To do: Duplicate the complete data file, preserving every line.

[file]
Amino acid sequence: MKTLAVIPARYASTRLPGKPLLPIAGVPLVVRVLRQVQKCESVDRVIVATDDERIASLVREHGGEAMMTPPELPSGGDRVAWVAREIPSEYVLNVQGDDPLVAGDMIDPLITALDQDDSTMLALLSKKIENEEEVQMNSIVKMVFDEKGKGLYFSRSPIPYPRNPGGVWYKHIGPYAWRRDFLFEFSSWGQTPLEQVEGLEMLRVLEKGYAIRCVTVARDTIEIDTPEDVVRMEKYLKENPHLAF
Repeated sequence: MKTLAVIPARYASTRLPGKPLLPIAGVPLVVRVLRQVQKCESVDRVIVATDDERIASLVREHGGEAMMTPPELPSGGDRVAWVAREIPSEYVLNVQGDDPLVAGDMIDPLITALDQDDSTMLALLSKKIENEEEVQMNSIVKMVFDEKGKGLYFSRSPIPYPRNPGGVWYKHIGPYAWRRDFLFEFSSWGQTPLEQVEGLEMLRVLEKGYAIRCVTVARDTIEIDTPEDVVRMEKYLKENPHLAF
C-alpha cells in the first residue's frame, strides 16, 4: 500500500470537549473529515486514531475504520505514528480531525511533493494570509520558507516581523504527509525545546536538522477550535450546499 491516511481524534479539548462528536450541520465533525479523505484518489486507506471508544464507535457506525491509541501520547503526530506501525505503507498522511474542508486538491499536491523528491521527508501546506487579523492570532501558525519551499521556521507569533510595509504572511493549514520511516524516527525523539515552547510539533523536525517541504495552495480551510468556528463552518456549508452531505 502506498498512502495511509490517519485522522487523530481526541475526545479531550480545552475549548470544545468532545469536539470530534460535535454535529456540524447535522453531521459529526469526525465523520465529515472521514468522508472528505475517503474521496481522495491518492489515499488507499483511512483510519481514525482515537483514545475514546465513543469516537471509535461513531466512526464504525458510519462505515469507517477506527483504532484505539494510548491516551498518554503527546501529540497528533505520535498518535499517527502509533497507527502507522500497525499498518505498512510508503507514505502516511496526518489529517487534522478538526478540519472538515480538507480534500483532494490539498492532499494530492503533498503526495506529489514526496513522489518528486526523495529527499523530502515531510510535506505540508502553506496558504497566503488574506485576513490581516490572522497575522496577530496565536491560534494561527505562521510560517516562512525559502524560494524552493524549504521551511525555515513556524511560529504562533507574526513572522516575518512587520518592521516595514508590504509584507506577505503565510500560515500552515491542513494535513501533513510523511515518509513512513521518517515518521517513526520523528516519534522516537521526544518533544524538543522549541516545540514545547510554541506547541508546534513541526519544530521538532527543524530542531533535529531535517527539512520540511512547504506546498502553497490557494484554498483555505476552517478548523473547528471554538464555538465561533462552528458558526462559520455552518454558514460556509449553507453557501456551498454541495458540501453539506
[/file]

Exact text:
Amino acid sequence: MKTLAVIPARYASTRLPGKPLLPIAGVPLVVRVLRQVQKCESVDRVIVATDDERIASLVREHGGEAMMTPPELPSGGDRVAWVAREIPSEYVLNVQGDDPLVAGDMIDPLITALDQDDSTMLALLSKKIENEEEVQMNSIVKMVFDEKGKGLYFSRSPIPYPRNPGGVWYKHIGPYAWRRDFLFEFSSWGQTPLEQVEGLEMLRVLEKGYAIRCVTVARDTIEIDTPEDVVRMEKYLKENPHLAF
Repeated sequence: MKTLAVIPARYASTRLPGKPLLPIAGVPLVVRVLRQVQKCESVDRVIVATDDERIASLVREHGGEAMMTPPELPSGGDRVAWVAREIPSEYVLNVQGDDPLVAGDMIDPLITALDQDDSTMLALLSKKIENEEEVQMNSIVKMVFDEKGKGLYFSRSPIPYPRNPGGVWYKHIGPYAWRRDFLFEFSSWGQTPLEQVEGLEMLRVLEKGYAIRCVTVARDTIEIDTPEDVVRMEKYLKENPHLAF
C-alpha cells in the first residue's frame, strides 16, 4: 500500500470537549473529515486514531475504520505514528480531525511533493494570509520558507516581523504527509525545546536538522477550535450546499 491516511481524534479539548462528536450541520465533525479523505484518489486507506471508544464507535457506525491509541501520547503526530506501525505503507498522511474542508486538491499536491523528491521527508501546506487579523492570532501558525519551499521556521507569533510595509504572511493549514520511516524516527525523539515552547510539533523536525517541504495552495480551510468556528463552518456549508452531505 502506498498512502495511509490517519485522522487523530481526541475526545479531550480545552475549548470544545468532545469536539470530534460535535454535529456540524447535522453531521459529526469526525465523520465529515472521514468522508472528505475517503474521496481522495491518492489515499488507499483511512483510519481514525482515537483514545475514546465513543469516537471509535461513531466512526464504525458510519462505515469507517477506527483504532484505539494510548491516551498518554503527546501529540497528533505520535498518535499517527502509533497507527502507522500497525499498518505498512510508503507514505502516511496526518489529517487534522478538526478540519472538515480538507480534500483532494490539498492532499494530492503533498503526495506529489514526496513522489518528486526523495529527499523530502515531510510535506505540508502553506496558504497566503488574506485576513490581516490572522497575522496577530496565536491560534494561527505562521510560517516562512525559502524560494524552493524549504521551511525555515513556524511560529504562533507574526513572522516575518512587520518592521516595514508590504509584507506577505503565510500560515500552515491542513494535513501533513510523511515518509513512513521518517515518521517513526520523528516519534522516537521526544518533544524538543522549541516545540514545547510554541506547541508546534513541526519544530521538532527543524530542531533535529531535517527539512520540511512547504506546498502553497490557494484554498483555505476552517478548523473547528471554538464555538465561533462552528458558526462559520455552518454558514460556509449553507453557501456551498454541495458540501453539506